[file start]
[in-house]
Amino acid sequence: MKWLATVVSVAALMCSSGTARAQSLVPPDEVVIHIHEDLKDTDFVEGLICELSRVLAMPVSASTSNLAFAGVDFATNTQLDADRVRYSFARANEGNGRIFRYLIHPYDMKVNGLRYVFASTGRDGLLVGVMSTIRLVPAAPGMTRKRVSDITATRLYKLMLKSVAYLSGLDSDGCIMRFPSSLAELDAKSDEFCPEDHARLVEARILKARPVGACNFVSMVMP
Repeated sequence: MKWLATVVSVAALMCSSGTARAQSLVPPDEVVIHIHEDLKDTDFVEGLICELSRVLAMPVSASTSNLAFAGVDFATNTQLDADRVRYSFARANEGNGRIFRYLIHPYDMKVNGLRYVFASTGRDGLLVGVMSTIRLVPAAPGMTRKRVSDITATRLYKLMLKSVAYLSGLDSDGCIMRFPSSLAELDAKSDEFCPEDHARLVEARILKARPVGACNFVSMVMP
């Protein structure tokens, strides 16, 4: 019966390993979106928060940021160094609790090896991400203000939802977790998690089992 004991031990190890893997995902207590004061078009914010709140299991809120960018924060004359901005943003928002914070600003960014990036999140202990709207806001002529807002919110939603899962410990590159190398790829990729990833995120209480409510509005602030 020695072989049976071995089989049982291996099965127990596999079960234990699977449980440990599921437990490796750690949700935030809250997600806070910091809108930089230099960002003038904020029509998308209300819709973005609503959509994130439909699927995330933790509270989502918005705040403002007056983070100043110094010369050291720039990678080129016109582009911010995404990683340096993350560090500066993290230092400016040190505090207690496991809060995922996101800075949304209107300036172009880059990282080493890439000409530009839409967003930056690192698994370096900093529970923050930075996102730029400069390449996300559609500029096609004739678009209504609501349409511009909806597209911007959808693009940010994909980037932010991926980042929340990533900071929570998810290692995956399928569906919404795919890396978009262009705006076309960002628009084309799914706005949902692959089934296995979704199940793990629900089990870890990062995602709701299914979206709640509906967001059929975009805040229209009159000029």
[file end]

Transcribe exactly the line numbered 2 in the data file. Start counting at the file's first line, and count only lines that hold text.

Amino acid sequence: MKWLATVVSVAALMCSSGTARAQSLVPPDEVVIHIHEDLKDTDFVEGLICELSRVLAMPVSASTSNLAFAGVDFATNTQLDADRVRYSFARANEGNGRIFRYLIHPYDMKVNGLRYVFASTGRDGLLVGVMSTIRLVPAAPGMTRKRVSDITATRLYKLMLKSVAYLSGLDSDGCIMRFPSSLAELDAKSDEFCPEDHARLVEARILKARPVGACNFVSMVMP